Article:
Remember also that there are a myriad number of things that affect the pointing angle. Rig tension and tune. Sail condition and trim. Radar antenna location. Mast steps. And approximately 1000 other things.
This is just one story: I was able to witness the Single-handed Transpac boats racing to Hawaii last year as they sailed under the Golden gate bridge in San Francisco. The boats I mention all started together and were all close hauled for this 1st 6 mile leg. The W-32 Sunquest, sailed by Portlander Joshua Siegel was equal distance between a Valiant 40 and a Valiant 32.
I hope this info is of some benefit.
Norm, If you're up we will all benefit from hearing your numbers.
Good Luck, Dave

Norm Rhines

This post is not expressed exact #'s

I am not near the boats log book, But there are some items on the pointing that I have found to improve the pointing.

My last Maui trip was with the wind about 30 deg apparent at about 20Kts + the ugly is that we only made about 4.2 to 5.1 kts into 5 to 6ft wind waves and needed to keep falling off to keep speed and some sail form. = Not so nice sailing, but in an attempt to shorten the trip I decided to motor sail, (wow) this made a very big difference ( idling around 1400 to 1500 RPM = 4.2kts on the flat ocean) I boosted the sailing speed under the motor sail setup to 6.8 to 7.0 Kts. and better comfort +/-. still got very wet.

So How is this? I believe that pointing is greatly effected on our boats, buy pitch and roll (momentum of the heavy boat) , the sails just don't keep the required shape due to the changing angle and velocity with regard to the wind. So the added motoring in my case, kept the sails in shape better buy keeping them from going in and out of there preferred shape (roll) and thus allowing a higher pointing ability. Yes WOW I would not have guessed this, but it is true and after thinking about it, it does makes some since.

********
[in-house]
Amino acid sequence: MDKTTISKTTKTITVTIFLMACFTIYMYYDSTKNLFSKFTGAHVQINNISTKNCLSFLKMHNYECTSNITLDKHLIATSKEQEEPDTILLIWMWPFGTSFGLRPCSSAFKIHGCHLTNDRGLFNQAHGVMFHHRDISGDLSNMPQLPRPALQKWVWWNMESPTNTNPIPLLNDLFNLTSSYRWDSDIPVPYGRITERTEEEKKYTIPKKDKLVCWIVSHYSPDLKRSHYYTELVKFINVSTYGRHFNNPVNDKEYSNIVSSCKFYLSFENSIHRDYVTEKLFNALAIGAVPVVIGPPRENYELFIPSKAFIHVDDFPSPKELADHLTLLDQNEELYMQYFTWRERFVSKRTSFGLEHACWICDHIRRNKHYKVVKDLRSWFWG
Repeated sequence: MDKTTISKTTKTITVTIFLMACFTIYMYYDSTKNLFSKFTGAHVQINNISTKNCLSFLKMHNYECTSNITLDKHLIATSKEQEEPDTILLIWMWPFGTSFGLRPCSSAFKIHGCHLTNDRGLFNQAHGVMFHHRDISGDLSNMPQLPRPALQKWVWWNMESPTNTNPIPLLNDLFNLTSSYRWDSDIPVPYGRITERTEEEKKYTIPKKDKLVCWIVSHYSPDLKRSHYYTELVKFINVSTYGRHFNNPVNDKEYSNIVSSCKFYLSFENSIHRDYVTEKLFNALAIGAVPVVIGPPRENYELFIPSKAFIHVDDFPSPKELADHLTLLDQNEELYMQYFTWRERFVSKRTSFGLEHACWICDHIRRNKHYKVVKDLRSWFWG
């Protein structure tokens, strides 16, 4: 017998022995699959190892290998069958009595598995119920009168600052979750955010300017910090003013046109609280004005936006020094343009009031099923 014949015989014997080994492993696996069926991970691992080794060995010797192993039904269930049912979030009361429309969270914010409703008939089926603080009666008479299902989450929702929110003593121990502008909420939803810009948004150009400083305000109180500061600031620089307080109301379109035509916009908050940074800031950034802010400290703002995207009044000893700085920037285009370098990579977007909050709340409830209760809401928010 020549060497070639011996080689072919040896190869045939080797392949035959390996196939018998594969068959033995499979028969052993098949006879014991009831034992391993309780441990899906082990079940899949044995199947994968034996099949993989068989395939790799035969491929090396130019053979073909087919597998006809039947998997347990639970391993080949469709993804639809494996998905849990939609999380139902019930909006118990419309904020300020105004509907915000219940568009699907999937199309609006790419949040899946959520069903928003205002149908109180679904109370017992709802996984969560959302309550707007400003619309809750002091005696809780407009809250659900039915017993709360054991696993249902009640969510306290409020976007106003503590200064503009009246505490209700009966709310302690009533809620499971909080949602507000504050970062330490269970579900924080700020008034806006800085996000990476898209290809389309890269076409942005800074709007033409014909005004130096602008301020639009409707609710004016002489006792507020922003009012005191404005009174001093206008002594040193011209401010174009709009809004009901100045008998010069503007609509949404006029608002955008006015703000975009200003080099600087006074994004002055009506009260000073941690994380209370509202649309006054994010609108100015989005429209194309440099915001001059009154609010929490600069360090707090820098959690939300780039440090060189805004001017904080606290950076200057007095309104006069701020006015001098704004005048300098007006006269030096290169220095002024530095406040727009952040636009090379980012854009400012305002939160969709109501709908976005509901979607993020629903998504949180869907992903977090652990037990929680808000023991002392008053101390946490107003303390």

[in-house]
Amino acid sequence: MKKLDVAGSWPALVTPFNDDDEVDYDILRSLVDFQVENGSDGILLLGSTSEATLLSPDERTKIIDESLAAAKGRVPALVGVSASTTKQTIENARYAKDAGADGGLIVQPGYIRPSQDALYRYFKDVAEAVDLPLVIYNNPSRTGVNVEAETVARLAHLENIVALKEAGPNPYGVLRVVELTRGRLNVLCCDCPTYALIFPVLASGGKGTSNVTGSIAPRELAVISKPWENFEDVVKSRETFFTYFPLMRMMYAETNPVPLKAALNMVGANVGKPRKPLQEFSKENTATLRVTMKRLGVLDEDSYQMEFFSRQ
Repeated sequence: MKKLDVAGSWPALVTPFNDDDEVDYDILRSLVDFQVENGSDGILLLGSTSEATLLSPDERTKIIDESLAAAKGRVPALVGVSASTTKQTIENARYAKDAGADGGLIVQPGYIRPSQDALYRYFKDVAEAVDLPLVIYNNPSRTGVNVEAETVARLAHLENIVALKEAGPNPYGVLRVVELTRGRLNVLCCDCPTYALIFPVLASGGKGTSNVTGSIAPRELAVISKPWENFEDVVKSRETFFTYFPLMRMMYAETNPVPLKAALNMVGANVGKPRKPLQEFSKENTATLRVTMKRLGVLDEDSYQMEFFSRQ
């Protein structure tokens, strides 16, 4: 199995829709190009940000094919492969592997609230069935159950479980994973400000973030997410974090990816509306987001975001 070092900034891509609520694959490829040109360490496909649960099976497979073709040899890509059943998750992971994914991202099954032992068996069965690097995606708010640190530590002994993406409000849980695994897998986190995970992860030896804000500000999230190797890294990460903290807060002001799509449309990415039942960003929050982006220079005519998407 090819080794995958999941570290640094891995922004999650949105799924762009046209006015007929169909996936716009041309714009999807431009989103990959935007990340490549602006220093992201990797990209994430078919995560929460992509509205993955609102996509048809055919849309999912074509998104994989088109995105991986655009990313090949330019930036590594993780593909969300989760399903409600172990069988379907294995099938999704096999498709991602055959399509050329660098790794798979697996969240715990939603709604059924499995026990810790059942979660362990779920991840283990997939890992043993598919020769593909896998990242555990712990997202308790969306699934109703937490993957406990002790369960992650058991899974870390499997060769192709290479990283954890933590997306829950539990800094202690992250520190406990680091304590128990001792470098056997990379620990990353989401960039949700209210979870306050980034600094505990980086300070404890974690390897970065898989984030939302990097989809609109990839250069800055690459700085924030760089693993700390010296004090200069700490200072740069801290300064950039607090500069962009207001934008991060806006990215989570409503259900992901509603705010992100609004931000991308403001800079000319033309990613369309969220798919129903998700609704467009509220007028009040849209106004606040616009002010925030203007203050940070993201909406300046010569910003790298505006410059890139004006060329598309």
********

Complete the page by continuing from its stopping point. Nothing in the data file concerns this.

I also have old non battened sails (I have had them recut for balance) This?the balanced rig" I believe is a good trick in getting a little better windward performance. But some day when I have bigger billfold I do want to try a new main with Dave's recommendations of adding two top battens.

I drifted off topic (highest we can point ) but I think a few small tricks in the waves to help in the pointing is a bit more useful +/- give it a try next time you are trying to get some where where you have to head up from the preferred down wind sailing angles. here in Hawaii I never seam to find those nice flat seas, oh well.

Sorry on the lack of exact angle swing information (I will try next time I am on the boat to see if I can find some)